What to expect from the European Central Bank’s April meeting

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The European Central Bank (ECB) will be meeting in Frankfurt on Thursday, with investors on the lookout for any signs suggesting the bank’s asset purchasing programme could be brought to an end later in the year.

At the ECB’s most recent meeting at the beginning of March, President Mario Draghi sent the Euro sharply lower, talking up downside risks while reiterating the need for policy accommodation. Draghi mentioned the risks stemming from a stronger Euro and threats from protectionism. The bank also issued a modest downward revision to its long term inflation forecasts, suggesting that it was in little hurry to begin considering the need for tighter policy.

We think that the European Central Bank will opt to maintain its fairly cautious tone with regards to future monetary policy at this month’s meeting. Recent macroeconomic data out of the Euro-area has been soft, since the last Governing Council meeting in March, while external risks, including the possibility of a global trade war, could be clouding the outlook.

Following its fastest period of expansion in ten years in 2017, the Eurozone economy appears to be stalling so far in 2018. The monthly business activity PMI data has been very underwhelming and, while remaining comfortably above the key level of 50, there are signs that overall growth could slow in the first quarter.  The composite PMI, which represents a weighted index of the manufacturing and services sectors, came in at just 55.2 in March (Figure 1). This marked its lowest level since January 2017, just two months after rising to a twelve year high of 58.8. Economic sentiment indicators have also shown that confidence in the Euro-area is weak, while industrial production has contracted in the past three consecutive months for the first time since 2012.

Figure 1: Eurozone PMIs (2015 - 2018)

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Source: Thomson Reuters Datastream Date: 23/04/2018

A development of even greater concern to policymakers at the ECB will be the lack of inflationary pressure in the Eurozone. Core inflation, the best predictor of future inflation, has been particularly soft, failing to breach one percent for the sixth straight month in March. There was a modest increase in headline inflation to 1.3%, although this also fell short of the 1.4% consensus and is still comfortably below the central bank’s ‘close to, but below 2%’ target. The recent slew of below forecast macroeconomic data in the Eurozone can be seen in Citi’s Economic Surprise Index (CESI), which has fallen sharply since March and is currently at its lowest level since June 2012 (Figure 2).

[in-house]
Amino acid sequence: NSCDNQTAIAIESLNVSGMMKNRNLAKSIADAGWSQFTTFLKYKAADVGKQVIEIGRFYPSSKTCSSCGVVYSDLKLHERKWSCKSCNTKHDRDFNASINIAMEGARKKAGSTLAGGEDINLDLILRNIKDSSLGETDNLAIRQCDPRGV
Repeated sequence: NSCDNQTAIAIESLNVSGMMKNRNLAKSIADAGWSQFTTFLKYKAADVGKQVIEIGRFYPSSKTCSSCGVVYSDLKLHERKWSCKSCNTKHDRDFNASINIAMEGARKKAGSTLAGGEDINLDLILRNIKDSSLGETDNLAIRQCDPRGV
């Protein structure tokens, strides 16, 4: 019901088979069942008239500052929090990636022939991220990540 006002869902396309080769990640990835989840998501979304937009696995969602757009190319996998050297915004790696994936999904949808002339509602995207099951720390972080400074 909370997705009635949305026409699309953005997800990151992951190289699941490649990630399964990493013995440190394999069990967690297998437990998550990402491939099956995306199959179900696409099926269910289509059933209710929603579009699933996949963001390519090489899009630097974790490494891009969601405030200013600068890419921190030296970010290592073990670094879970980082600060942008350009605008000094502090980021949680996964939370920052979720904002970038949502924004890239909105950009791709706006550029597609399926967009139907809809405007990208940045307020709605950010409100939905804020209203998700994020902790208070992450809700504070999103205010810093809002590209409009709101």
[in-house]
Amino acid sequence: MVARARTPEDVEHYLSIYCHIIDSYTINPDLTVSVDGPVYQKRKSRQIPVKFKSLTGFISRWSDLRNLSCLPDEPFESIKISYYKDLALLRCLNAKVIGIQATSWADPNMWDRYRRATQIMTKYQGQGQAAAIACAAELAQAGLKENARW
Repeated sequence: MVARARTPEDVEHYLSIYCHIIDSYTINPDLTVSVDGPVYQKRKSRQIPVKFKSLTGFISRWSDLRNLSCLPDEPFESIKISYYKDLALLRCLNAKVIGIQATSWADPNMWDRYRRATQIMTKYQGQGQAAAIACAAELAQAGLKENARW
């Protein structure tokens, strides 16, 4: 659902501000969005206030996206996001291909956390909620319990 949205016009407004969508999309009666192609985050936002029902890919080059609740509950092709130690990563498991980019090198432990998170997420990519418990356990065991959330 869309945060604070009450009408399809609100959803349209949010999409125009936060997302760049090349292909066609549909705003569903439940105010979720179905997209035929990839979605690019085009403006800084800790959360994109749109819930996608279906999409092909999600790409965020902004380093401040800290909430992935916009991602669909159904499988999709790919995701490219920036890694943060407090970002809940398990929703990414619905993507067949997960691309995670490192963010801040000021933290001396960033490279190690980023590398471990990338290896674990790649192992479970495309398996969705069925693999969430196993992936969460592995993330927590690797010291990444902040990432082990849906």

Figure 2: Eurozone Economic Surprise Index (2014 - 2018)

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Source: Thomson Reuters Datastream Date: 23/04/2018

 The central bank will not be upgrading its economic projections, including its growth and inflation forecasts, until the June meeting. We, at the very least, expect President Draghi to acknowledge the soft data witnessed during the first quarter, particularly the continued undershooting in core inflation. He may also note that the global backdrop has become less favourable since March, amid rising trade tensions between the US and China, and the ongoing uncertainties surrounding Trump’s presidency in general.

We also think that the ECB is in no rush to signal it is ready to remove its unconventional policy tools of negative rates and QE. The macroeconomic outlook has clearly worsened since the last meeting and the Governing Council will be wary of prematurely signalling a removal of stimulus for risk of causing a sharp upward move in the Euro. Policymakers remain broadly opposed to a strong currency, given its negative impact on the currency bloc’s export competitiveness.

In light of the recent macroeconomic news, we think that another short extension in the bank’s quantitative easing programme beyond September is now on the cards. We see a good chance that the programme could be extended until December 2018, which would include gradual reductions in the monthly purchases towards zero. As we have mentioned in the past, we think that an interest rate hike still remains way off, and a delayed QE exit could push back the timing of the first hike even further.

We do, however, believe that any concrete announcements on altering monetary policy remain a little way off and expect no change in forward guidance at this week’s meeting. The lack of any forward guidance and another dovish assessment from President Draghi could be seen as a disappointment to much of the market, which we think may pressure the Euro lower following this Thursday’s press conference.

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